On the merits, the evidence is conclusive that the so-called equalized valuation will raise the assessed valuation of each of respondent's parcels of real estate and improvements thereon seventeen per cent above the assessed valuation of land similarly situated and improvements of like character and construction throughout the county. It seems too plain for argument that to pick out the property of a particular owner and raise the assessed valuation of his property substantially above the assessed valuation of property of a like character similarly situated, violates the uniformity and equality provision of article VII, § 2, of the state constitution.
But appellant seeks to escape the force of that provision on the ground that the assessor did not ascertain the true market value of respondent's property in arriving at the assessed value; that the valuations as raised by the board of equalization are, in fact, fifty per cent of the true market value of respondent's properties. Conceding this to be true, the board, in equalizing the assessments, must be governed by the constitutional rule of uniformity and equality. If the assessment is higher than that of property of like character and similar in situation, the assessment cannot be sustained, even though it be based on the true market value of the property. If the basis of valuation is the true market value of the property, then that basis must be applied to all alike. If the basis is a certain per cent of the true market value, the same percentage must be applied to all alike. Greene v. Louisville Interurban R. Co., 244 U.S. 499, 37 S.Ct. 673, Ann. Cas. 1917E 88; State ex rel. Oregon R. N. Co. v. Clausen, 63 Wn. 535, 116 P. 7; Savage v. Pierce County, 68 Wn. 623, 123 P. 1088; Spokane Eastern Trust Co. v. Spokane County, 70 Wn. 48, 126 P. 54, Ann. Cas. 1914B 641; Yakima Valley Bank Trust Co. v. Yakima County, 149 Wn. 552, 271 P. 820.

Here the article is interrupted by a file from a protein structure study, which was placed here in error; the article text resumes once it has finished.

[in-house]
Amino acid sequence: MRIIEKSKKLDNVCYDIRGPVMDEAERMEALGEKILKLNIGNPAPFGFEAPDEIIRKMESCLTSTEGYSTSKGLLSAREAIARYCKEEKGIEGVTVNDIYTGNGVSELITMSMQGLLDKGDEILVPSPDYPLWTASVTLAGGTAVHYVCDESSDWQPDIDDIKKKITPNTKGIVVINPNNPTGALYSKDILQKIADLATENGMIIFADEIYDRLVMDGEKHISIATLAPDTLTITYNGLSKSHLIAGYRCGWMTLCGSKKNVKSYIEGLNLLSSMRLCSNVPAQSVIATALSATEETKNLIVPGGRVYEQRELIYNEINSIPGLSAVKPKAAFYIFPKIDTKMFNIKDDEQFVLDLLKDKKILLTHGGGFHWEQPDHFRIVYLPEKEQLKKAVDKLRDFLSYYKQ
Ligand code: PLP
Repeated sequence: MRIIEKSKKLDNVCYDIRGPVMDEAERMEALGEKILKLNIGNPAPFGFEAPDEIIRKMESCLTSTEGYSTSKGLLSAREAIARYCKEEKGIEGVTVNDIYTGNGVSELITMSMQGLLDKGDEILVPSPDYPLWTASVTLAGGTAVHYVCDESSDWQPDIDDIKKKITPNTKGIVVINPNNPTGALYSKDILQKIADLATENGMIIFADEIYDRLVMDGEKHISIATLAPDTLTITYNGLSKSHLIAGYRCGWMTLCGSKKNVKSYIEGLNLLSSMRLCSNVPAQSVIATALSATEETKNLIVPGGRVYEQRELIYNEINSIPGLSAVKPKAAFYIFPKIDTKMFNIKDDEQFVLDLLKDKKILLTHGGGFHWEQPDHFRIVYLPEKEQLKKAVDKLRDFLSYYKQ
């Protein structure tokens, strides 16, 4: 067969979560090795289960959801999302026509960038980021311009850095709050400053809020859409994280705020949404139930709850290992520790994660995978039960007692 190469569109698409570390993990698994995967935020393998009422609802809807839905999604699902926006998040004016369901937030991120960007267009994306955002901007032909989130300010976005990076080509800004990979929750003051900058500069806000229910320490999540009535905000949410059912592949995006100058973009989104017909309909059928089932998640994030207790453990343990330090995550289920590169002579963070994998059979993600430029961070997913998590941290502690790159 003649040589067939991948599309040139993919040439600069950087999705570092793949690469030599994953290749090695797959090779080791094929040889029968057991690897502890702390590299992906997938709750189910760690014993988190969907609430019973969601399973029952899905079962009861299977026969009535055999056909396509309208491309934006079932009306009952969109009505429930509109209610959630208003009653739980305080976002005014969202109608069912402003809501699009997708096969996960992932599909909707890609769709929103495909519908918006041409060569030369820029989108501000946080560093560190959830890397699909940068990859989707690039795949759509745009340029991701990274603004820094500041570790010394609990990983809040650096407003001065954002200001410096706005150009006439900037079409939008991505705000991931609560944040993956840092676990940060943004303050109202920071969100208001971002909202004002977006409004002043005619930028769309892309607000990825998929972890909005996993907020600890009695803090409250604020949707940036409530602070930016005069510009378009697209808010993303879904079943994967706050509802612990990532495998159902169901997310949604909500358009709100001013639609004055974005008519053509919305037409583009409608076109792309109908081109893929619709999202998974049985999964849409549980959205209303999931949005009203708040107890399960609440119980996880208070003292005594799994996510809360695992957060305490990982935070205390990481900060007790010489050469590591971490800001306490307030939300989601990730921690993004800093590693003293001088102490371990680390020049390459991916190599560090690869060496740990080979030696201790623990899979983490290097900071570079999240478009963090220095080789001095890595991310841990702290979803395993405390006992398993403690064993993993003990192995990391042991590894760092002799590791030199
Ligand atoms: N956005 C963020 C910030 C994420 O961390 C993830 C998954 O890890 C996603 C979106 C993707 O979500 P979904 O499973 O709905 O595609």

Justification for the raised valuations is sought also on the theory that the real estate, buildings and operating property of respondent constitute an operating unit, and should be assessed as such. In this connection, it is contended that the state tax commission finds no authority in law for assessing the whole of respondent's operating properties and allocating to the different counties amounts for assessment in accordance with the value of the operating property in the respective counties.